investigate your state’s laws concerning voluntary and involuntary commitment. You also analyze a case to determine if the client is eligible for involuntary commitment.
Voluntary and Involuntary Commitment
Assignment 1: Practicum Journal: Voluntary and Involuntary Commitment
Psychiatric Mental Health Nurse Practitioner (PMHNP) may find themselves working in a wide variety of settings—each having their own unique challenges and inherent legal issues. For instance, what do you do in your state of practice when you are providing a therapy/treatment session and a client reports active suicidal ideation? What do you do if you are covering inpatient psychiatric consults and are called to see a patient in the ICU who overdosed on prescription medication requiring intubation? What do you do if you are a PMHNP on an inpatient unit and a client who admitted themselves on a voluntary basis suddenly states that they have decided to sign themselves out of the hospital so that they can go home to kill themselves? These are just some of the legal questions that PMHNPs must know the answers to specific to their state of licensure/practice.
In this Assignment, you investigate your state’s laws concerning voluntary and involuntary commitment. You also analyze a case to determine if the client is eligible for involuntary commitment.
Scenario for Week 7 Case:
You are a PMHNP working in a large intercity hospital. You receive a call from the answering service informing you that a “stat” consult has been ordered by one of the hospitalists in the ICU. Upon arriving in the ICU, you learn that your consult is a 14 year old male who overdosed on approximately 50 Benadryl (diphenhydramine hydrochloride) tablets in an apparent suicide attempt. At the scene, a suicide note was found indicating that he wanted to die because his girlfriend’s parents felt that their daughter was too young to be “dating.” The client stated in the suicide note that he could not “live without her” and decided to take his own life. Although he has been medically stabilized and admitted to the ICU, he has been refusing to talk with the doctors or nurses. The hospital staff was finally able to get in touch with the clients parents (using contact information retrieved from the 14 year old’s cell phone). Unknown to the hospital staff, the parents are divorced, and both showed up at the hospital at approximately the same time, each offering their own perspectives on what ought to be done. The client’s father is demanding that the client be hospitalized because of the suicide, but his mother points out that he does not have “physical custody” of the child. The client’s mother demands that the client be discharged to home with her stating that her son’s actions were nothing more than a “stunt” and “an attempt at manipulating the situation that he didn’t like.” The client’s mother then becomes “nasty” and informs you that she works as a member of the clerical staff for the state board of nursing, and if you fail to discharge her child “right now” she will make you “sorry.” How would you proceed?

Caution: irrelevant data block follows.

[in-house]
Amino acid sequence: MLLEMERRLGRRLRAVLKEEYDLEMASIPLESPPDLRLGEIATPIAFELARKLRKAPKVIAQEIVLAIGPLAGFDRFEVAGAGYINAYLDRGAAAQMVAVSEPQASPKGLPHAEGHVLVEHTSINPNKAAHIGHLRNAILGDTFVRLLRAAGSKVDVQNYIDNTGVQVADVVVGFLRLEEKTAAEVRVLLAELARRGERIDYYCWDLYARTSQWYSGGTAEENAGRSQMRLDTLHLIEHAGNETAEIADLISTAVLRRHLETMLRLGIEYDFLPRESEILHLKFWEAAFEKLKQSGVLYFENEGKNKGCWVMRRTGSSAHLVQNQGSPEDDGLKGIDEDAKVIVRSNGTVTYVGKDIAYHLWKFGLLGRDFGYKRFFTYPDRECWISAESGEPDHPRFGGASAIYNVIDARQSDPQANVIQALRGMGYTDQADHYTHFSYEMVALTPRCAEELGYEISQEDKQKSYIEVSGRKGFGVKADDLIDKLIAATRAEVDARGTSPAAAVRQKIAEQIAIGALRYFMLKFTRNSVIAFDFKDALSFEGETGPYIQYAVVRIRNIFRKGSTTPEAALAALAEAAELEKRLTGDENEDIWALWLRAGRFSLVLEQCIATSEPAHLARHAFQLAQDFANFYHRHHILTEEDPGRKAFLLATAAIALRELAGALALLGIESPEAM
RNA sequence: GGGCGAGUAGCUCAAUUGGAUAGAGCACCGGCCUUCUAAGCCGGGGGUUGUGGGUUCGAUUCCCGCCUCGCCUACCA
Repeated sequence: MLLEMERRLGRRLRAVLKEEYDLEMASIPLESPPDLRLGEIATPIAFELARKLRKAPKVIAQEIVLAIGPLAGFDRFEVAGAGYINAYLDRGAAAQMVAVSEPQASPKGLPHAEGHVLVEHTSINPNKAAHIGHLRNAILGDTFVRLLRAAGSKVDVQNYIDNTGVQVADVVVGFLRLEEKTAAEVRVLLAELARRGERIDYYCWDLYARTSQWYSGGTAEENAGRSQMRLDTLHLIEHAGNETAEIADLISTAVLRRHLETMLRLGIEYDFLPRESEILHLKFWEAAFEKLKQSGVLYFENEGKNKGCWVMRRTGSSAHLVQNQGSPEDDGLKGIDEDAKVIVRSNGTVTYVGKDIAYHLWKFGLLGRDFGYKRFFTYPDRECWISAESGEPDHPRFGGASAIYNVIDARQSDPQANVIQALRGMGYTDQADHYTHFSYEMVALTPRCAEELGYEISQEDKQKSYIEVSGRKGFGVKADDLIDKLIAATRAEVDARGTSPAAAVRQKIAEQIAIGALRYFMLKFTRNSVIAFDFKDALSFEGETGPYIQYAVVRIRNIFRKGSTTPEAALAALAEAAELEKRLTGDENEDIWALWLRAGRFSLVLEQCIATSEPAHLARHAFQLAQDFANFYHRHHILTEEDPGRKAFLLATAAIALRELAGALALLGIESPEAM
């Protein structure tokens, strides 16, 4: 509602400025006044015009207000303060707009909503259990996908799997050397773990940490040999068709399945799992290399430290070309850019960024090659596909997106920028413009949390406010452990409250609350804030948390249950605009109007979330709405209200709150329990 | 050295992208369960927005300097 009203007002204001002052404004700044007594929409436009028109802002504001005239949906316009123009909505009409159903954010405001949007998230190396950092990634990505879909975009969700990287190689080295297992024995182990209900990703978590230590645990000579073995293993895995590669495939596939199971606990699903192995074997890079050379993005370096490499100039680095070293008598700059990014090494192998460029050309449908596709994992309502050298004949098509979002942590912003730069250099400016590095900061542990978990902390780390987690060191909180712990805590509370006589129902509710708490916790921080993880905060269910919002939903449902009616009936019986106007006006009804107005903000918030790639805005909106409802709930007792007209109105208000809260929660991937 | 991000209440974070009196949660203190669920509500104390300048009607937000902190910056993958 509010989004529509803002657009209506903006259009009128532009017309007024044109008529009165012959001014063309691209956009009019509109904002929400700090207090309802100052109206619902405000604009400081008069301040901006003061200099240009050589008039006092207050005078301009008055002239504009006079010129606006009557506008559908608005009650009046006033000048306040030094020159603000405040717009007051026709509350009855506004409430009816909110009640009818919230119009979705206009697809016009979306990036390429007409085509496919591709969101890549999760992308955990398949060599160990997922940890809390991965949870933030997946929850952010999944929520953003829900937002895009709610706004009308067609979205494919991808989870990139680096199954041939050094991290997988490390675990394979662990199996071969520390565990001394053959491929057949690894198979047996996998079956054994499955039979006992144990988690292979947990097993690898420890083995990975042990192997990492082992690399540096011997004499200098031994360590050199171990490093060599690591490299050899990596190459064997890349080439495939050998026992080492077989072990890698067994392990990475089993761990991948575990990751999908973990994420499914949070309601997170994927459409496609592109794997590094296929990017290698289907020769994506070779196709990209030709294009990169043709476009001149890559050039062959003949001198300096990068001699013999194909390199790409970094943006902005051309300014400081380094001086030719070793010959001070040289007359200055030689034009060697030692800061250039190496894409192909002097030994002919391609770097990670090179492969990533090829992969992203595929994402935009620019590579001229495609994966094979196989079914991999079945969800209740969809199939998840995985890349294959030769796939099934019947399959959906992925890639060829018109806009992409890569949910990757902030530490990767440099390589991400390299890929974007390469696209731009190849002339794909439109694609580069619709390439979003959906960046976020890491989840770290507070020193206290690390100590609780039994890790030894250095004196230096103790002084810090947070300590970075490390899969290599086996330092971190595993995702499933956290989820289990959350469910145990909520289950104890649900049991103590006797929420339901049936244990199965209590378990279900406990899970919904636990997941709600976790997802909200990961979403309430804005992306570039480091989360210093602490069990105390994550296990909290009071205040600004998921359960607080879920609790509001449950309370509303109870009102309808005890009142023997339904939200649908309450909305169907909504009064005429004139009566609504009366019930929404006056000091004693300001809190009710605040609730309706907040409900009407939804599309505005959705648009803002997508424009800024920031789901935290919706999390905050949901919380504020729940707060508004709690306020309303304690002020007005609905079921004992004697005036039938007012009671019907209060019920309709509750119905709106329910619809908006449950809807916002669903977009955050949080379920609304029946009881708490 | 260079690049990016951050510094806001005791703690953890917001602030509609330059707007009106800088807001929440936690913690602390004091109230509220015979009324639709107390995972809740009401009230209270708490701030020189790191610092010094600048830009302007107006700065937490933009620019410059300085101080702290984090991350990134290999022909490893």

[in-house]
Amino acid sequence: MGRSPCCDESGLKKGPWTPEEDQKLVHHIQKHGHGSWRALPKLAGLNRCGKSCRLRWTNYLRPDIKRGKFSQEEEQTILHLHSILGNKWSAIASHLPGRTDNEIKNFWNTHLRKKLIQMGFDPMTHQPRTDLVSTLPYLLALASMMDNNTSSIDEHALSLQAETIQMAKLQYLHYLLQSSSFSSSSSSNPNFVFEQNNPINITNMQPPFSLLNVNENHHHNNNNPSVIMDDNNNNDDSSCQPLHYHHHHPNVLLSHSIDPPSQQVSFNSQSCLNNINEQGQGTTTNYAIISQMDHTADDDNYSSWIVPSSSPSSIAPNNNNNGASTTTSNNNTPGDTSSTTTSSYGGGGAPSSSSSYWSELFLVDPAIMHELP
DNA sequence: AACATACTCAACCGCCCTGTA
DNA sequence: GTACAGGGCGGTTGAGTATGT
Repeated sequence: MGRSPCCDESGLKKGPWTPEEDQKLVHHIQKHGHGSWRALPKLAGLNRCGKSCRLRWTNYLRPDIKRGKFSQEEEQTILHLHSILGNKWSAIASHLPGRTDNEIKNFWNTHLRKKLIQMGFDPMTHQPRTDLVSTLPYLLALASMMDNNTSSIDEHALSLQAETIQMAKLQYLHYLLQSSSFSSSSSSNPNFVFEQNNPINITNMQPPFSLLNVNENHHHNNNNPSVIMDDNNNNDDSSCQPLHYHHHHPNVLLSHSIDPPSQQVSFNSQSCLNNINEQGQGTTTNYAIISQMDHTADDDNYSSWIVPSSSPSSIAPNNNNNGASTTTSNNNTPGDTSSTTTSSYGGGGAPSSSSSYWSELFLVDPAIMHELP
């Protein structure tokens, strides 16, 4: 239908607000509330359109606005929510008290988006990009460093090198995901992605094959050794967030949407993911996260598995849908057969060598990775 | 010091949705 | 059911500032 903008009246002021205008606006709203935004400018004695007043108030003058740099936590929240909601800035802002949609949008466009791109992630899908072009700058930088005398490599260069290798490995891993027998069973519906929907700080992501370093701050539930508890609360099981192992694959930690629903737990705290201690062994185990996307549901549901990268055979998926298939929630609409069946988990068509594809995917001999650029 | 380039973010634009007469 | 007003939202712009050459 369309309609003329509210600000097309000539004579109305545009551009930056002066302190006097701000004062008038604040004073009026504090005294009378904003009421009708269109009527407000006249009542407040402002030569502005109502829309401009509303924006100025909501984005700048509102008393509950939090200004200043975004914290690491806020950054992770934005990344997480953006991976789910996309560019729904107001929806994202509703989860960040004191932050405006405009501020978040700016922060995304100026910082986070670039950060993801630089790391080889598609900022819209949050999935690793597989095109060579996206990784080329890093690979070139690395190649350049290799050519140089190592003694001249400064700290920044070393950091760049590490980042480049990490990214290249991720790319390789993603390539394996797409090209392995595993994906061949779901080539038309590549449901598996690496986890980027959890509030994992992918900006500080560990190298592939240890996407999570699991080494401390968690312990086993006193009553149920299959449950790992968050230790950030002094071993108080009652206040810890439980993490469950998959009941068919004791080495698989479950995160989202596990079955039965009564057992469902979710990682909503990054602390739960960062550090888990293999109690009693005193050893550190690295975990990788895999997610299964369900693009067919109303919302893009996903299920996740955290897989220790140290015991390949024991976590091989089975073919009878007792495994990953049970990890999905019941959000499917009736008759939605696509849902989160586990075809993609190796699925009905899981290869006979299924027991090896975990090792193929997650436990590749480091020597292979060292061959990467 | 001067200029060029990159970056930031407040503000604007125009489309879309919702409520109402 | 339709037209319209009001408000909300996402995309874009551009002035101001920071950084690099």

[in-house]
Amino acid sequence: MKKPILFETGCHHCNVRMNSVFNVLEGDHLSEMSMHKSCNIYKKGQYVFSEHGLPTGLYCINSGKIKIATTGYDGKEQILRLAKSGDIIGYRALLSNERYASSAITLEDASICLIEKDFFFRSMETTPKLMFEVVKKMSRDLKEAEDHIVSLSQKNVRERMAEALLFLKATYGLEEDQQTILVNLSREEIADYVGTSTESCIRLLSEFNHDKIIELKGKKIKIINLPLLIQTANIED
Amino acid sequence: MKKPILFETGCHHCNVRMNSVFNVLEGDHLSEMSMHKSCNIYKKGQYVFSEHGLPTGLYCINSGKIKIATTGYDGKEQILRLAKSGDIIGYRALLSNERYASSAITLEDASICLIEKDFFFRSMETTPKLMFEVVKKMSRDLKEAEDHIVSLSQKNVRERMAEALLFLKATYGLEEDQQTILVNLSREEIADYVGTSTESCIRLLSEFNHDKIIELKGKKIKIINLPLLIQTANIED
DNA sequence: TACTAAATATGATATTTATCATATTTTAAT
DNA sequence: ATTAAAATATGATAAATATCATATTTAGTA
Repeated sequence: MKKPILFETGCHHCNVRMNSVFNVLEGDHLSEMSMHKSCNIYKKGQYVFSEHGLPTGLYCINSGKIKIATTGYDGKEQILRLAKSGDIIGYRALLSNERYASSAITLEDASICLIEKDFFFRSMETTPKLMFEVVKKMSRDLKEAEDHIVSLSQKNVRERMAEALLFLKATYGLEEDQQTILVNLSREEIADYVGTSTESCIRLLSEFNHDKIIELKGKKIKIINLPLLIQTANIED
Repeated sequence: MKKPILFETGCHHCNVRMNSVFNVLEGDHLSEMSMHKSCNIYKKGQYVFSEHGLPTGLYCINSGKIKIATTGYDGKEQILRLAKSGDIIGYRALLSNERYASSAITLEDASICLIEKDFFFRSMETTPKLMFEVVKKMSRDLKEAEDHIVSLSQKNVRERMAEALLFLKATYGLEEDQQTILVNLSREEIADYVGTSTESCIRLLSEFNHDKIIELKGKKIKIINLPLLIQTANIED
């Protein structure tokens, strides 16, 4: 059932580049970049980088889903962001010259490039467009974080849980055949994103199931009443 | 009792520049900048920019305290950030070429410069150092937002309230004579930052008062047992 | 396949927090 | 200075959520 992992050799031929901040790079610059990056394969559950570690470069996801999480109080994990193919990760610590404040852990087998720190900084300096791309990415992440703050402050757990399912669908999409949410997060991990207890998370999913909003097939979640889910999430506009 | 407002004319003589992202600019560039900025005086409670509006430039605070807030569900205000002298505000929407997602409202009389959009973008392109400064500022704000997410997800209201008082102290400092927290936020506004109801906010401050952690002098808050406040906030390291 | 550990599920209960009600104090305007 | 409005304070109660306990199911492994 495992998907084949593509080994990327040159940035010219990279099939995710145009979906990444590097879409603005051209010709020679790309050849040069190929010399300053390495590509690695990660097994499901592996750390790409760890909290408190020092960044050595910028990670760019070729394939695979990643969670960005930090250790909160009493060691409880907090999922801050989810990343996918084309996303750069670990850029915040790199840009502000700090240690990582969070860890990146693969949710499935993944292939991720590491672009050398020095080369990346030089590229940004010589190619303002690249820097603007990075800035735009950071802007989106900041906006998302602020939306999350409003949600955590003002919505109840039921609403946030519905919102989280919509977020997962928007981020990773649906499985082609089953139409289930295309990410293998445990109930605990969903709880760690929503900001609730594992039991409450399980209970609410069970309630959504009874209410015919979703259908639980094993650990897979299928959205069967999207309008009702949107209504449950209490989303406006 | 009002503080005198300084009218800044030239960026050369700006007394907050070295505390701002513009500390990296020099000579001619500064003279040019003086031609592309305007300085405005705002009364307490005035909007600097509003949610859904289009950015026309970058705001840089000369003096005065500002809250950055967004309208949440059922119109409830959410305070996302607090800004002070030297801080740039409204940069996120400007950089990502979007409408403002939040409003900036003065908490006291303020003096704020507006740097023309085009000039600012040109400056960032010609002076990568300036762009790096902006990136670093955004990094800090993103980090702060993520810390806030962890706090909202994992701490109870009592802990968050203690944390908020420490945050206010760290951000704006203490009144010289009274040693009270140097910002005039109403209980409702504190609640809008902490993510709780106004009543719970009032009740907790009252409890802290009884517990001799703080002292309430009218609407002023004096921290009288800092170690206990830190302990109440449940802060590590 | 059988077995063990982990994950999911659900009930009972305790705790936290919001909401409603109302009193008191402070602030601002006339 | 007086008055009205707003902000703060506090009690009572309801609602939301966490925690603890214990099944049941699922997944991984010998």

To Prepare for this Practicum Assignment:
· Review the Learning Resources concerning voluntary and involuntary
· Read the Week 7 Scenario in your Learning Resources.
· Research your state’s laws concerning voluntary and involuntary commitment.
The Assignment (3 pages):
· Based on the scenario, would you recommend that the client be voluntarily
committed? Why or why not?
· Based on the laws in your state, would the client be eligible for involuntary
commitment? Explain why or why not.
· Did understanding the state laws confirm or challenge your initial
recommendation regarding involuntarily committing the client? Explain.
· If the client were not eligible for involuntary commitment, explain what actions
you may be able to take to support the parents for or against voluntary
· If the client were not eligible for involuntary commitment, explain what initial
actions you may be able to take to begin treating the client.
Sadock, B. J., Sadock, V. A., & Ruiz, P. (2014). Kaplan & Sadock’s synopsis of psychiatry: Behavioral sciences/clinical psychiatry (11th ed.). Philadelphia, PA: Wolters Kluwer.
Chapter 4, “Theories of Personality and Psychopathology” (pp. 151–191)
Chapter 31, “Child Psychiatry” (pp. 1181–1205)
American Psychiatric Association. (2013). Diagnostic and statistical manual of mental disorders (5th ed.). Washington, DC: Author.
o “Specific Learning Disorder”
o “Motor Disorders”
Murphy, T. K., Lewin, A. B., Storch, E. A., Stock, S. (2013). Practice parameter for the assessment and treatment of children and adolescents with tic disorders. Journal of the American Academy of Child & Adolescent Psychiatry, 52(12), 1341–1359. Retrieved from http://www.jaacap.com/article/S0890-8567(13)00695-3/pdf
McGarvey, E. L., Leon-Verdin, M., Wancheck, T. N., & Bonnie, R. J. (2013). Decisions to initiate involuntary commitment: The role of intensive community services and other factors. Psychiatric Services, 64(2), 120–126.
Kaltiala-Heino, R. (2010). Involuntary commitment and detainment in adolescent psychiatric inpatient care. Social Psychiatry and Psychiatric Epidemiology, 45(8),785–793. doi:10.1007/s00127-009-0116-3
Lindsey, M. A., Joe, S., Muroff, J., & Ford, B. E. (2010). Social and clinical factors associated with psychiatric emergency service use and civil commitment among African-American youth. General Hospital Psychiatry, 32(3), 300–309. doi: 10.1016/j.genhosppsych.2010.01.007
Stahl, S. M. (2014). Prescriber’s Guide: Stahl’s Essential Psychopharmacology (5th ed.). New York, NY: Cambridge University Press.
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